I was lucky enough to receive a bursary to attend On The Edge in Birmingham recently. This gave me the opportunity to see some of the best work for children and young audiences being programmed around the world and work in progress works from UK artists.
I was there for the first half of the festival and over the first few days saw a range of work that didn’t really speak to me; now obviously I know I’m not the target age group, but I’ve spent enough of my life watching work to know how be able to put myself in a different audiences shoes. A lot of the work felt like it lacked real character – it was so wrapped up in being work for young people that it forgot to be itself.
This changed on the final day I was there, when I saw three pieces that had a real flavour of where they were from and who made them.
Bob Théâtre’s Nosferatu was a master class in object animation, humour, simplicity and telling a classic story through a new lens. Two men, a table and some lightbulbs are the basic elements to the show, but with these basic elements they create a world, where we can believe a light bulb with a face drawn on is a real man. It has a dark humour, and feels like it could only be made by these people. This is not a generic show for young audiences, it doesn’t sugar coat its subject, and it uses a sophisticated theatrical language. It also feels French – whatever that means – and that felt important to me.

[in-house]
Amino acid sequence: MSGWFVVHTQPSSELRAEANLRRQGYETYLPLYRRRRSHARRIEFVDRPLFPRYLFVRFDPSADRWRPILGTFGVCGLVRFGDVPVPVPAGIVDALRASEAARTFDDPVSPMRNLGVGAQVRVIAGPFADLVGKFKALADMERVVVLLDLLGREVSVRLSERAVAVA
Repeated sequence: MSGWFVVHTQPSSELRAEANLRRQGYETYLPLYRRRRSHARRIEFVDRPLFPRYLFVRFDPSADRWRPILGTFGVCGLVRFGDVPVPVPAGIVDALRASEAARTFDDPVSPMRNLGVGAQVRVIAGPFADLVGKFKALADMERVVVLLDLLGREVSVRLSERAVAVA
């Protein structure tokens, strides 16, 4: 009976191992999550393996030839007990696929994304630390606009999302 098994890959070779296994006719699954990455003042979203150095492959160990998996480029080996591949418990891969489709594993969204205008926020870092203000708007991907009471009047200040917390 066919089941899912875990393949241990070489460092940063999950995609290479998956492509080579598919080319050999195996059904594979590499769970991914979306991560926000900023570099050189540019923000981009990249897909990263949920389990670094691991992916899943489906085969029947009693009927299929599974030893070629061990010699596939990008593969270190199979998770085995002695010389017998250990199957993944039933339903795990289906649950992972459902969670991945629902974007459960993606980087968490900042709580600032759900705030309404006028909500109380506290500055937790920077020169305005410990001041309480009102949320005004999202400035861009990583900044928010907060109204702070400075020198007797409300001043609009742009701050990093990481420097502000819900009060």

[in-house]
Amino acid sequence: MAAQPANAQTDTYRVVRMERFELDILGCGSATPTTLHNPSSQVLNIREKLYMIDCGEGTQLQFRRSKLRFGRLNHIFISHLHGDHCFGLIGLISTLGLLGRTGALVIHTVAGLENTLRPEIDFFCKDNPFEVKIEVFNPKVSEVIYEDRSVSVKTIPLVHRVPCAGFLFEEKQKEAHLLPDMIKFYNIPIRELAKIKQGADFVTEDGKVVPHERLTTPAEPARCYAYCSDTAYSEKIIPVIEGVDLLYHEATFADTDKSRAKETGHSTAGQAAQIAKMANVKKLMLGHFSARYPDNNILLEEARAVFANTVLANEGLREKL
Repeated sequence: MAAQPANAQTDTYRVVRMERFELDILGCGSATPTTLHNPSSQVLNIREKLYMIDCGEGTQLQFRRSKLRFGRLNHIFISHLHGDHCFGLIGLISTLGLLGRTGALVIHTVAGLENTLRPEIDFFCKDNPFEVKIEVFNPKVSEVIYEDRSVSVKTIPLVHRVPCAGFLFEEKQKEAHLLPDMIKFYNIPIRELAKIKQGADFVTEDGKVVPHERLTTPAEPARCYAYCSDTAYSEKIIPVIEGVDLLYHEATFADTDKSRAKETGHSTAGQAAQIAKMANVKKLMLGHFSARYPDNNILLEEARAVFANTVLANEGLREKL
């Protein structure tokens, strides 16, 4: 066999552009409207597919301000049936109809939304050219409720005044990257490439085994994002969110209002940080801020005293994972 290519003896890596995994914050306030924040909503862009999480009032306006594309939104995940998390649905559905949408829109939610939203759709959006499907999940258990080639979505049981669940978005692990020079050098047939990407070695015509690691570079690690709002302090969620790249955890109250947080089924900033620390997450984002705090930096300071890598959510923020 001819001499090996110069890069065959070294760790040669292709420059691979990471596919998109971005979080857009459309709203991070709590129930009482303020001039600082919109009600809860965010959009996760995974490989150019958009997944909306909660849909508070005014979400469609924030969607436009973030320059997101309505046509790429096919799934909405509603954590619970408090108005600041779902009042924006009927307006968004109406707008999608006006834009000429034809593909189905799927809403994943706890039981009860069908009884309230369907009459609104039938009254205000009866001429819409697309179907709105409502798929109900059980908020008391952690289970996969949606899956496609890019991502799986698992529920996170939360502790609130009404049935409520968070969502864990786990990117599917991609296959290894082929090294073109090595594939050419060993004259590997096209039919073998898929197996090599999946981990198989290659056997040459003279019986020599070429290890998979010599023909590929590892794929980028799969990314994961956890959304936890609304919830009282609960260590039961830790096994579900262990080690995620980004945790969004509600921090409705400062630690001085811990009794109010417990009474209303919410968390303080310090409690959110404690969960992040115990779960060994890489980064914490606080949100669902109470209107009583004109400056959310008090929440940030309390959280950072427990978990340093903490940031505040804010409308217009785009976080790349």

Next up was Brush from Korea, which suffered a little (like many of the shows in the festival) from the lack of children in the audience. I’m not suggesting that the delegates, programmers and theatre makers watching aren’t a receptive audience, but my friends 4 year old in the row behind me found it hysterical in a way most of the adults around us couldn’t. The show was a simple story about a child who wanted a brother, but what makes it great is the way painted scenes are brought to like. Again the show feels rooted in a culture and has a strong sense of identity.
My final call of the day was The Broke ‘n’ beat collective. This mash up of hip-hop, theatre and puppetry was the only show I saw where the audience was mainly young people and this helped enormously. As did the language (theatrical, musical & text) used by the collective. The stories told of disaffected youth, portrayed through cardboard box puppets and rapped about were truly affecting – to the point that one story of a girl who self harmed was too upsetting for one member of the audience – and there was a great synergy of style, content and audience. It felt genuine, and had a distinctive sense of who it was by and for.
So often when I watch work I want to see more of the makers character in the work – for it to be distinctive, and distinguishable. So that’s my plea to makers of work for and with young people, as well as myself. Make work that comes from your culture, has a language that is rooted in where you’re from and that is recognisable. Make yourself distinctive and your work will be all the better for it.